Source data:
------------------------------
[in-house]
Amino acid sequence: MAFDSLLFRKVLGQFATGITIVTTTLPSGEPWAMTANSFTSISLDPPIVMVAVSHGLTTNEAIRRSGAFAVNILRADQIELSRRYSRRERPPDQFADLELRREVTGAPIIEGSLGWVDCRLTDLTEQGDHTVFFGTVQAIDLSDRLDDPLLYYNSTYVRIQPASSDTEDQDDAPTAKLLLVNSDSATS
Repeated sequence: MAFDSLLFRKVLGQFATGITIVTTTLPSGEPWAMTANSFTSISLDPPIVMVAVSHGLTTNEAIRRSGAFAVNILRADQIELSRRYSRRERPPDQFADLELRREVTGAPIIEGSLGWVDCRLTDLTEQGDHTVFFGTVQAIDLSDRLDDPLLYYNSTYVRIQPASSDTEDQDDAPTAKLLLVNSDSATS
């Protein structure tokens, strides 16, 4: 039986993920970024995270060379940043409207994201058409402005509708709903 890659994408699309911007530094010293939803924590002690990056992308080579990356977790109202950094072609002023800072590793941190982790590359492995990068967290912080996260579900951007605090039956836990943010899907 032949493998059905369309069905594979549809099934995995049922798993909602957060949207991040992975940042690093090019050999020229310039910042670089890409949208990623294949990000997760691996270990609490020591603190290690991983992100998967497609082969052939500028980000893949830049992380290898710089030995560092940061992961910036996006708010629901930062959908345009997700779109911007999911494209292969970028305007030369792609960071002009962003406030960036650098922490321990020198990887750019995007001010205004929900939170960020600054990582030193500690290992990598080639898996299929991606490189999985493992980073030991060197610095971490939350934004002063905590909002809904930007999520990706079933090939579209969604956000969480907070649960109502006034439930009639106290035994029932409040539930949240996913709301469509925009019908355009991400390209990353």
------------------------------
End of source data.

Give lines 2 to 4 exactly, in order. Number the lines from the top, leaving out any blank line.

Amino acid sequence: MAFDSLLFRKVLGQFATGITIVTTTLPSGEPWAMTANSFTSISLDPPIVMVAVSHGLTTNEAIRRSGAFAVNILRADQIELSRRYSRRERPPDQFADLELRREVTGAPIIEGSLGWVDCRLTDLTEQGDHTVFFGTVQAIDLSDRLDDPLLYYNSTYVRIQPASSDTEDQDDAPTAKLLLVNSDSATS
Repeated sequence: MAFDSLLFRKVLGQFATGITIVTTTLPSGEPWAMTANSFTSISLDPPIVMVAVSHGLTTNEAIRRSGAFAVNILRADQIELSRRYSRRERPPDQFADLELRREVTGAPIIEGSLGWVDCRLTDLTEQGDHTVFFGTVQAIDLSDRLDDPLLYYNSTYVRIQPASSDTEDQDDAPTAKLLLVNSDSATS
């Protein structure tokens, strides 16, 4: 039986993920970024995270060379940043409207994201058409402005509708709903 890659994408699309911007530094010293939803924590002690990056992308080579990356977790109202950094072609002023800072590793941190982790590359492995990068967290912080996260579900951007605090039956836990943010899907 032949493998059905369309069905594979549809099934995995049922798993909602957060949207991040992975940042690093090019050999020229310039910042670089890409949208990623294949990000997760691996270990609490020591603190290690991983992100998967497609082969052939500028980000893949830049992380290898710089030995560092940061992961910036996006708010629901930062959908345009997700779109911007999911494209292969970028305007030369792609960071002009962003406030960036650098922490321990020198990887750019995007001010205004929900939170960020600054990582030193500690290992990598080639898996299929991606490189999985493992980073030991060197610095971490939350934004002063905590909002809904930007999520990706079933090939579209969604956000969480907070649960109502006034439930009639106290035994029932409040539930949240996913709301469509925009019908355009991400390209990353």